– Alasdair MacIntyre, “The Virtues, the Unity of a Human Life and the Concept of a Tradition”
My playlist is often the heart and soul of my practice. You can scroll back to the “When Words Fail, Music Speaks” quotable quotes image on your Facebook newsfeed right about now. It’s easy to ignore all of those frequently posted platitudes. To pass on by without really noticing. And to end up feeling “abandoned in the wasteland.” But however strange this strange social media world we inhabit for some of our time is (and yes, I am aware I am skating toward a “A Few Minutes with Andy Rooney” territory here), if I don’t own it as worthy of attention, then I must admit to a whole lot of distraction (and dismissiveness and degeneration in effect). And that’s not the story that I want to write.
But words fail me at the moment. And so, I’ll do some Facebook newsfeed stream of consciousness and let these accounts drive the action of this chapter:
2. “It’s All Over Now, Baby Blue” by Bob Dylan
You must leave now, take what you need, you think will last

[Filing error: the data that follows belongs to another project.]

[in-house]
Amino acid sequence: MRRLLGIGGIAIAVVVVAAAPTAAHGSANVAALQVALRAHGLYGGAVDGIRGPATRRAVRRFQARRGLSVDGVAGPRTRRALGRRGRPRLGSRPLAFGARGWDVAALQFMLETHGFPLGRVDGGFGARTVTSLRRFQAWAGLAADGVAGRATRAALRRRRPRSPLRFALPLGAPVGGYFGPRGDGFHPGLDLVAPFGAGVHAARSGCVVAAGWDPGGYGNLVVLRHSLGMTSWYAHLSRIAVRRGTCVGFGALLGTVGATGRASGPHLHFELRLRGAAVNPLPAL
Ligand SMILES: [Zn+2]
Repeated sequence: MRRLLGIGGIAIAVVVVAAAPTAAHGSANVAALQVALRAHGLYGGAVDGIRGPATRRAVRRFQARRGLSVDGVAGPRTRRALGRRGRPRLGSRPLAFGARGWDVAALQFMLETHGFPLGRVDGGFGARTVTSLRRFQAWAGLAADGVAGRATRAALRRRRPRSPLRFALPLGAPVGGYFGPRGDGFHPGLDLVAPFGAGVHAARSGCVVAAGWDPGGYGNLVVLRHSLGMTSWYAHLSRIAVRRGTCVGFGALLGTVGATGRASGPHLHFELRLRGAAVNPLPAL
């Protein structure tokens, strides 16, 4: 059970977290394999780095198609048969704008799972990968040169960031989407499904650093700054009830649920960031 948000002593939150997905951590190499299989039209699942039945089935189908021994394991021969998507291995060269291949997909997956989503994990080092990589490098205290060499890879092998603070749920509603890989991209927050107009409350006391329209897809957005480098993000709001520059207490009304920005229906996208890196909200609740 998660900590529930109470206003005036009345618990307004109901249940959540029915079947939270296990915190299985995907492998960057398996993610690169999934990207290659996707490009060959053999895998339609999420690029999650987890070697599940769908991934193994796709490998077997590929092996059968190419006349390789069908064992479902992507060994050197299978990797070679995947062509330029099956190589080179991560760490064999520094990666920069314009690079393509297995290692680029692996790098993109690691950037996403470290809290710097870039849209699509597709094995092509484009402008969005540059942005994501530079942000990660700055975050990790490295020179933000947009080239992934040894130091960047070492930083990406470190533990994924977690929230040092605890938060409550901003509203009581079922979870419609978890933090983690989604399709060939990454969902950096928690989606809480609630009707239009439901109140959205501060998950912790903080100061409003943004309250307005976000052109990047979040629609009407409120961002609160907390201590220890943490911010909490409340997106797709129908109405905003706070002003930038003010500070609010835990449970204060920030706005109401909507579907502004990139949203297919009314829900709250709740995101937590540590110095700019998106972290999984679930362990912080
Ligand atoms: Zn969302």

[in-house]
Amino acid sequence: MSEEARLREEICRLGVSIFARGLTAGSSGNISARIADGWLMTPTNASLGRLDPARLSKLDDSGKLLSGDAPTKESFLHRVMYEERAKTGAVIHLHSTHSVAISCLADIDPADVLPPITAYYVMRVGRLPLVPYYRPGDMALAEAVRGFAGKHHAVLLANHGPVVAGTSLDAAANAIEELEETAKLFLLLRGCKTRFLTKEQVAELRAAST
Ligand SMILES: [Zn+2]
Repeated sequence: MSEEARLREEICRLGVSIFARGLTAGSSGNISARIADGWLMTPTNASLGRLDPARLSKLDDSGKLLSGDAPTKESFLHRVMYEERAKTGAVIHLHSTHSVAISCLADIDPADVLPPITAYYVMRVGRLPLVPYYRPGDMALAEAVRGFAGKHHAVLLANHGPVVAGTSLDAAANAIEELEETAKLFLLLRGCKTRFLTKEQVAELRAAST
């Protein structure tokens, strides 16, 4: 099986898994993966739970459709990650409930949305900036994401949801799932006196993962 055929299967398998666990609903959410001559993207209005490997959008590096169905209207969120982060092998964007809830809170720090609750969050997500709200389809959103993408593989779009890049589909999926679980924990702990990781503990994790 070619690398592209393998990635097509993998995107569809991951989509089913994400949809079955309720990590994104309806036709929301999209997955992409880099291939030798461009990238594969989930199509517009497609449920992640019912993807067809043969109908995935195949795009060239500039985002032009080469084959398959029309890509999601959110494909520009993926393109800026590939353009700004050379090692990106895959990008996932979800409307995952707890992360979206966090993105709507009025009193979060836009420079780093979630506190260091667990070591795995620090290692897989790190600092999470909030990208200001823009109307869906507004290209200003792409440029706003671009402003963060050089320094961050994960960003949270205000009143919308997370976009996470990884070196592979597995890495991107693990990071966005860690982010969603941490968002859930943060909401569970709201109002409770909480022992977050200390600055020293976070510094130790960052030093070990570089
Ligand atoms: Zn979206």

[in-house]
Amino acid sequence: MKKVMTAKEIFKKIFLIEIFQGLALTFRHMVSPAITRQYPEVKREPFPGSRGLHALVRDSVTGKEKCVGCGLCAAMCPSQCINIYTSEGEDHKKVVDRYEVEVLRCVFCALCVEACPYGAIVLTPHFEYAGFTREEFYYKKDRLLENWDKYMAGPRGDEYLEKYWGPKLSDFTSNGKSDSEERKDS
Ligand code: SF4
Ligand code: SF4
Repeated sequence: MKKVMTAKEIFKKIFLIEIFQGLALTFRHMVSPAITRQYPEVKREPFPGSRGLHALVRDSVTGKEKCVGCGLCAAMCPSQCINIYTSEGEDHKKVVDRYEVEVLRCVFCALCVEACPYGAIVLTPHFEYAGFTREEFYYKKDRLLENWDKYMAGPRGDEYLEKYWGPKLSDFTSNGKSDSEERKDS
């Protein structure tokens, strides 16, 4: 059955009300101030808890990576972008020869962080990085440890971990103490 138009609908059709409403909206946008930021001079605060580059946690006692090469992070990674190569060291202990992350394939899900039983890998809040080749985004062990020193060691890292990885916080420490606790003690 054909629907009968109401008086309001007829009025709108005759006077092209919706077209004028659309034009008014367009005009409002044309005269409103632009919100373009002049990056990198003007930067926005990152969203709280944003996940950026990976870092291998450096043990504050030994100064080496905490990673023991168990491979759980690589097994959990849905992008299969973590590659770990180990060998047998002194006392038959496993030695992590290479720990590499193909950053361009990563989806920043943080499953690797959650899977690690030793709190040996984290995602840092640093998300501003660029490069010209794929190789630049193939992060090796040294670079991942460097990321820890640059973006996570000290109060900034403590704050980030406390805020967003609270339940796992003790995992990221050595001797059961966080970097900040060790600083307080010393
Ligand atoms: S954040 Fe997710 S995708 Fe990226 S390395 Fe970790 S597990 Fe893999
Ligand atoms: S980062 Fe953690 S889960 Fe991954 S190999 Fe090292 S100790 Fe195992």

But whatever you wish to keep, you better grab it fast
3. “Little Earthquakes” by Tori Amos
And I hate and I hate
4. “Life on Mars” by David Bowie
Now she walks through her sunken dream
To the seat with the clearest view
5. “Thank You” (cover by Chris Cornell, live version; original by Led Zeppelin)
Thanks to you it will be done
For you to me are the only one
Driving back from Boston with my husband and son after a wonderful Christmastime visit, we listened to “Memory Games” on TED Radio Hour. Among other speakers on the topic of the malleability of memory was Daniel Kahneman, a psychologist who also won a Nobel Prize in Economics. B-Side is guided, in part, from his insights shared in the segment “How Do Experiences Become Memories?” I’ll note that the links were intentionally fished out and arranged Out of Time, as opposed to the streaming, (somewhat) linear presentation on A-Side.